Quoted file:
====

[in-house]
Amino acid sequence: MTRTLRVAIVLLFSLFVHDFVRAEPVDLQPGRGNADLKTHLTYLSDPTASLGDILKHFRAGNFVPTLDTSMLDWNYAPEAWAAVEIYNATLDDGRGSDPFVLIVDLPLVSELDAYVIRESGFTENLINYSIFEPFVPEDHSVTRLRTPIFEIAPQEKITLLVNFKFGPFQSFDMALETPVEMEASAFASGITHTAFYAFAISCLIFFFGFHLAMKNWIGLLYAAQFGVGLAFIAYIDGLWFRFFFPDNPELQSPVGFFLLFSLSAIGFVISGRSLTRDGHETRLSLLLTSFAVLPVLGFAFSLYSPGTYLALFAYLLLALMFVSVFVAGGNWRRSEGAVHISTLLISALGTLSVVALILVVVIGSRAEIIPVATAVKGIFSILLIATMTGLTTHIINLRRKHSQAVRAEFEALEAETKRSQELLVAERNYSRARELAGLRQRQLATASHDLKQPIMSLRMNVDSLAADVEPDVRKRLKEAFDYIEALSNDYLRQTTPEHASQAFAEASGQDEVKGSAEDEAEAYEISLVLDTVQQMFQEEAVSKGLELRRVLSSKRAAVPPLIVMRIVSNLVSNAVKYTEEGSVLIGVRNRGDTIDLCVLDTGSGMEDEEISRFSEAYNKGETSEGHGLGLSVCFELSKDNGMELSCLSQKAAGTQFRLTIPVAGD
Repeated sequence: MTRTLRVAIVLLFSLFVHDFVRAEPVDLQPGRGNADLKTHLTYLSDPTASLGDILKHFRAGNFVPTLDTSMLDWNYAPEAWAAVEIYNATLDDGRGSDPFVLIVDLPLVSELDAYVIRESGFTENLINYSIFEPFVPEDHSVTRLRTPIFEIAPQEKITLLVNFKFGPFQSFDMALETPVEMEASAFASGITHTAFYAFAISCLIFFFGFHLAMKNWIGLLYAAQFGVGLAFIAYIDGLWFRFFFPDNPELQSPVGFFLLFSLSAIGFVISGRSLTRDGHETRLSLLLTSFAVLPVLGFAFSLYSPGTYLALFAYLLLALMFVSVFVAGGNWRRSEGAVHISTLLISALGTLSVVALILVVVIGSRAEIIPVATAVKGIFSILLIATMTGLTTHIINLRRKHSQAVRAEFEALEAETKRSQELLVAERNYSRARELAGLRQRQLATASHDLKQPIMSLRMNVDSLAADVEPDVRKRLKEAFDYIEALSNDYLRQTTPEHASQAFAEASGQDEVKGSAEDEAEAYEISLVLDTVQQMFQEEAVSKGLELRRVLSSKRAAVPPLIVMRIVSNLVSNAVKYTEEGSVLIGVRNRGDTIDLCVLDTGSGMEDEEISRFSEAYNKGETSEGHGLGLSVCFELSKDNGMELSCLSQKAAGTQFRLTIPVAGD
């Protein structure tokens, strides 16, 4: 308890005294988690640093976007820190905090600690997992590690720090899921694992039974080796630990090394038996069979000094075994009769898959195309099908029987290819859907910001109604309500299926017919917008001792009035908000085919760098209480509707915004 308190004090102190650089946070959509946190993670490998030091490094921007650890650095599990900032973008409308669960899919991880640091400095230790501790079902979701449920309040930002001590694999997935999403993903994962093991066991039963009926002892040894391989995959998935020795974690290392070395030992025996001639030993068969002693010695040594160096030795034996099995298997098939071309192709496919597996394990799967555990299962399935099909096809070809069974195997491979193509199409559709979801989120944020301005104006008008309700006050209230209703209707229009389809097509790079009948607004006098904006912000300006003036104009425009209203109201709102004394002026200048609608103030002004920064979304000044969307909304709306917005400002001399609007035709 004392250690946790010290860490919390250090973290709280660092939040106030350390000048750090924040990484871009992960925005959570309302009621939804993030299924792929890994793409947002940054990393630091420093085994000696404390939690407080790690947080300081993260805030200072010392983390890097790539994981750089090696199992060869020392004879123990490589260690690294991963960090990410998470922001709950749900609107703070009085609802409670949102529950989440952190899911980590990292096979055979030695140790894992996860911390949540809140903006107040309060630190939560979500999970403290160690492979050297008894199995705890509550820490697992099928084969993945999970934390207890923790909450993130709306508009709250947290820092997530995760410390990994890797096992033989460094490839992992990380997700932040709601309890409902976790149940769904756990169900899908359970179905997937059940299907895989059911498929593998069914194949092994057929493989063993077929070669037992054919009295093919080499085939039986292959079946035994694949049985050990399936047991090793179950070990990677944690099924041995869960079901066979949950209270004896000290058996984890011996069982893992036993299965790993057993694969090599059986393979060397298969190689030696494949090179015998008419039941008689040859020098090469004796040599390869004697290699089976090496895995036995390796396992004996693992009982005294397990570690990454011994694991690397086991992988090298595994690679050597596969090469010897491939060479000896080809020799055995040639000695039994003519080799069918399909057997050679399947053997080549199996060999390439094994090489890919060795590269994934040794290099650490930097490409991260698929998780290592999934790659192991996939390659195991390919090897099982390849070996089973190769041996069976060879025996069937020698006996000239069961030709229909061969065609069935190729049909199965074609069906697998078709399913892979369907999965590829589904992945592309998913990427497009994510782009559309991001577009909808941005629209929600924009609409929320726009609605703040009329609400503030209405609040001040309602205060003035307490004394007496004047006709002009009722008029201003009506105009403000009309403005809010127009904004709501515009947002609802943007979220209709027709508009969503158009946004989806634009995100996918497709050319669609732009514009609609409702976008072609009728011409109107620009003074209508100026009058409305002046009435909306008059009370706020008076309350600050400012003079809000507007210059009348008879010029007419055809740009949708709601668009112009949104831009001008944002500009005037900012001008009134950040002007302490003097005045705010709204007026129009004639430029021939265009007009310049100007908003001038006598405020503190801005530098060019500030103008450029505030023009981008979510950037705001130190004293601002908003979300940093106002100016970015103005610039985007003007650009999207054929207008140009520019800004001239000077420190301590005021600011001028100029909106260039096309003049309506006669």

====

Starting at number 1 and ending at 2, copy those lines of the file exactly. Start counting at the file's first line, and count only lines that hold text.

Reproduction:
[in-house]
Amino acid sequence: MTRTLRVAIVLLFSLFVHDFVRAEPVDLQPGRGNADLKTHLTYLSDPTASLGDILKHFRAGNFVPTLDTSMLDWNYAPEAWAAVEIYNATLDDGRGSDPFVLIVDLPLVSELDAYVIRESGFTENLINYSIFEPFVPEDHSVTRLRTPIFEIAPQEKITLLVNFKFGPFQSFDMALETPVEMEASAFASGITHTAFYAFAISCLIFFFGFHLAMKNWIGLLYAAQFGVGLAFIAYIDGLWFRFFFPDNPELQSPVGFFLLFSLSAIGFVISGRSLTRDGHETRLSLLLTSFAVLPVLGFAFSLYSPGTYLALFAYLLLALMFVSVFVAGGNWRRSEGAVHISTLLISALGTLSVVALILVVVIGSRAEIIPVATAVKGIFSILLIATMTGLTTHIINLRRKHSQAVRAEFEALEAETKRSQELLVAERNYSRARELAGLRQRQLATASHDLKQPIMSLRMNVDSLAADVEPDVRKRLKEAFDYIEALSNDYLRQTTPEHASQAFAEASGQDEVKGSAEDEAEAYEISLVLDTVQQMFQEEAVSKGLELRRVLSSKRAAVPPLIVMRIVSNLVSNAVKYTEEGSVLIGVRNRGDTIDLCVLDTGSGMEDEEISRFSEAYNKGETSEGHGLGLSVCFELSKDNGMELSCLSQKAAGTQFRLTIPVAGD